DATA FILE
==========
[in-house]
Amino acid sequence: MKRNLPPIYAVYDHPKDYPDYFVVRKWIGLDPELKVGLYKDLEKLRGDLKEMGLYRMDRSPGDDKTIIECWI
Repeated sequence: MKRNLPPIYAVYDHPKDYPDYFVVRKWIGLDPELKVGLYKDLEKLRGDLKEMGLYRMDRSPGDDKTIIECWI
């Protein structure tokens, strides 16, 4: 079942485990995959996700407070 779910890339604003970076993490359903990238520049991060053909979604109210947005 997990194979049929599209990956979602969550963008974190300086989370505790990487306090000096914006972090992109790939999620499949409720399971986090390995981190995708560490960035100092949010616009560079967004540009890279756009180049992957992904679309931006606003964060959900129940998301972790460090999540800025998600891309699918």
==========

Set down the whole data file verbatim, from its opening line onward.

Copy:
[in-house]
Amino acid sequence: MKRNLPPIYAVYDHPKDYPDYFVVRKWIGLDPELKVGLYKDLEKLRGDLKEMGLYRMDRSPGDDKTIIECWI
Repeated sequence: MKRNLPPIYAVYDHPKDYPDYFVVRKWIGLDPELKVGLYKDLEKLRGDLKEMGLYRMDRSPGDDKTIIECWI
């Protein structure tokens, strides 16, 4: 079942485990995959996700407070 779910890339604003970076993490359903990238520049991060053909979604109210947005 997990194979049929599209990956979602969550963008974190300086989370505790990487306090000096914006972090992109790939999620499949409720399971986090390995981190995708560490960035100092949010616009560079967004540009890279756009180049992957992904679309931006606003964060959900129940998301972790460090999540800025998600891309699918």